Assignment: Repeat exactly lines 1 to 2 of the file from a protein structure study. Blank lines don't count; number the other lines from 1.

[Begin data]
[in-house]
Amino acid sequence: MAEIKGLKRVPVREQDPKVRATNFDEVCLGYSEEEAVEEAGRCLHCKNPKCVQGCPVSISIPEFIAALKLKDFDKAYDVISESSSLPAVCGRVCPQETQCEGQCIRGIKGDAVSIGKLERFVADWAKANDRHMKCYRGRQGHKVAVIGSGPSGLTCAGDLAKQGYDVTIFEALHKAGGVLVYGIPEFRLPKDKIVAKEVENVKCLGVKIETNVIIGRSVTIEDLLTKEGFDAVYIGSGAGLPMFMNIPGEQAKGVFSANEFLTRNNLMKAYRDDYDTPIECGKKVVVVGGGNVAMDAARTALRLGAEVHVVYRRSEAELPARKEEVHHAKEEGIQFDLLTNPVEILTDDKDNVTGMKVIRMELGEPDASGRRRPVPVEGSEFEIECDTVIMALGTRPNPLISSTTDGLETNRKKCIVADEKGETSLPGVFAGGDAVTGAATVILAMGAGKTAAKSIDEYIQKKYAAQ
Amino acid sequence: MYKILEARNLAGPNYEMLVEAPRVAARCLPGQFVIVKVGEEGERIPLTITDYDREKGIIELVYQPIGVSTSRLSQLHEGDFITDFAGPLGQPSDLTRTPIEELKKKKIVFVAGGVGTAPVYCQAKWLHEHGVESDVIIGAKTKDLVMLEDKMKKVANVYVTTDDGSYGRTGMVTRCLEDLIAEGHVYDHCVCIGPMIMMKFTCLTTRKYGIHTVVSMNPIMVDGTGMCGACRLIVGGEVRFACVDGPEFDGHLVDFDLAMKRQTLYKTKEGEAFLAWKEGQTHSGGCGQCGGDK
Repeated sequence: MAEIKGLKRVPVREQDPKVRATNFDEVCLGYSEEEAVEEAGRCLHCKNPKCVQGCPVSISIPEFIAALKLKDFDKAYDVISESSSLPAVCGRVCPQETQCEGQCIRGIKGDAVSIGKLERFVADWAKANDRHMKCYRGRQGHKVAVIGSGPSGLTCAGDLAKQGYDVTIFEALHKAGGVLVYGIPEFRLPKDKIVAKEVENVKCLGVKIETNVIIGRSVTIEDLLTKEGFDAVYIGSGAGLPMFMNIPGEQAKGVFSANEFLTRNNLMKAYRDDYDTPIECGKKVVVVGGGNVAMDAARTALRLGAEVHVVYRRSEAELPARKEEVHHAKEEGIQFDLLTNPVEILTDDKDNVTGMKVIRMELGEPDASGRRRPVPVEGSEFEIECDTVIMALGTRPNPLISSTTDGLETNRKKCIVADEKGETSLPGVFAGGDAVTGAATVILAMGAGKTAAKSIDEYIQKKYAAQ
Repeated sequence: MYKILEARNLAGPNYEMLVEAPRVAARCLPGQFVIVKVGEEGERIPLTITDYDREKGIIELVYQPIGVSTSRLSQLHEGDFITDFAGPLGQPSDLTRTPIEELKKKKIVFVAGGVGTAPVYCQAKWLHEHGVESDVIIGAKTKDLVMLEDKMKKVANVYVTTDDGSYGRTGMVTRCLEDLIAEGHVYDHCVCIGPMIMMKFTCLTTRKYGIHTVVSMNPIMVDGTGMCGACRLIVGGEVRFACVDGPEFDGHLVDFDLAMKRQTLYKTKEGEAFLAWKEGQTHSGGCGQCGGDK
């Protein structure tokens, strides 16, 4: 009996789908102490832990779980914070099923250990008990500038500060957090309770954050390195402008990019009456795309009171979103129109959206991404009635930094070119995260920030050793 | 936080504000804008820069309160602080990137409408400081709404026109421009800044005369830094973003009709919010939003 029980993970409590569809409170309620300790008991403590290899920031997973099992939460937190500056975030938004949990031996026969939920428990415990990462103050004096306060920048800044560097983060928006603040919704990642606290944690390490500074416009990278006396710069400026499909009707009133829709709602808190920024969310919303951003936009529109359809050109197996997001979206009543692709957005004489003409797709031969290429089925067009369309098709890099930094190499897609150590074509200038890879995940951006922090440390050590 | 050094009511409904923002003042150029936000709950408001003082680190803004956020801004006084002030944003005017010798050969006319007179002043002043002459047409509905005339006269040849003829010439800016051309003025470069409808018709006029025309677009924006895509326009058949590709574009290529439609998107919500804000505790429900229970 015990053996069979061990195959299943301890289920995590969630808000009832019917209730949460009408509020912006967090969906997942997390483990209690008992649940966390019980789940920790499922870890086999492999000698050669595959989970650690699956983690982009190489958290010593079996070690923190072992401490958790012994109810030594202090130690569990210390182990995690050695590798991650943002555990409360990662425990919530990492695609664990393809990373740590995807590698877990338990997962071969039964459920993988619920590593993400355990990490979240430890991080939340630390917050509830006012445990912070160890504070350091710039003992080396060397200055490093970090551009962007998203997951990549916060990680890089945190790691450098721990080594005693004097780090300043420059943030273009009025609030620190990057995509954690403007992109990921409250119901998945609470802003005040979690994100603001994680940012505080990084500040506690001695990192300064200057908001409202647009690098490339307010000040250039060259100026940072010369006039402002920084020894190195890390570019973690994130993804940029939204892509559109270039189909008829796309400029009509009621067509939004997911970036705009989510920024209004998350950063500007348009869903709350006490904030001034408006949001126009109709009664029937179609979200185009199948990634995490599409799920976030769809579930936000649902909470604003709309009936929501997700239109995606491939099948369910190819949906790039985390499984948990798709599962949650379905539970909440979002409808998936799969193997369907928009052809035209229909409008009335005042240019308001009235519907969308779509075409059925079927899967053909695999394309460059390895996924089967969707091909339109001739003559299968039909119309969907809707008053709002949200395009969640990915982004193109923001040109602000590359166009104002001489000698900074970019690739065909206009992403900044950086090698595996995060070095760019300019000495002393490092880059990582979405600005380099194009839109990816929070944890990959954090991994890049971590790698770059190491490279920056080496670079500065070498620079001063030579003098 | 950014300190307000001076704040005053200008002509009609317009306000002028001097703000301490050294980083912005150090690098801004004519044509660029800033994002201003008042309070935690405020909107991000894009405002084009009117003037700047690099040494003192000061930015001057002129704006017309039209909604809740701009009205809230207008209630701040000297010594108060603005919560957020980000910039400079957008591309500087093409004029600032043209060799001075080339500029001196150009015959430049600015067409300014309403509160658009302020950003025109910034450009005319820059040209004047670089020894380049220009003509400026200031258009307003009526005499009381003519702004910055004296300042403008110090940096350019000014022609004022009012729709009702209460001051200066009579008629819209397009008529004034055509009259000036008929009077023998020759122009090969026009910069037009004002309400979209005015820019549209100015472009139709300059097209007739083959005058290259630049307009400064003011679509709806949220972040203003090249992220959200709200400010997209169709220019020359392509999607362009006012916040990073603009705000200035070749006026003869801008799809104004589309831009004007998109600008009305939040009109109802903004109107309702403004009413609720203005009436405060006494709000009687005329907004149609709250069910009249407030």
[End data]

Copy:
[in-house]
Amino acid sequence: MAEIKGLKRVPVREQDPKVRATNFDEVCLGYSEEEAVEEAGRCLHCKNPKCVQGCPVSISIPEFIAALKLKDFDKAYDVISESSSLPAVCGRVCPQETQCEGQCIRGIKGDAVSIGKLERFVADWAKANDRHMKCYRGRQGHKVAVIGSGPSGLTCAGDLAKQGYDVTIFEALHKAGGVLVYGIPEFRLPKDKIVAKEVENVKCLGVKIETNVIIGRSVTIEDLLTKEGFDAVYIGSGAGLPMFMNIPGEQAKGVFSANEFLTRNNLMKAYRDDYDTPIECGKKVVVVGGGNVAMDAARTALRLGAEVHVVYRRSEAELPARKEEVHHAKEEGIQFDLLTNPVEILTDDKDNVTGMKVIRMELGEPDASGRRRPVPVEGSEFEIECDTVIMALGTRPNPLISSTTDGLETNRKKCIVADEKGETSLPGVFAGGDAVTGAATVILAMGAGKTAAKSIDEYIQKKYAAQ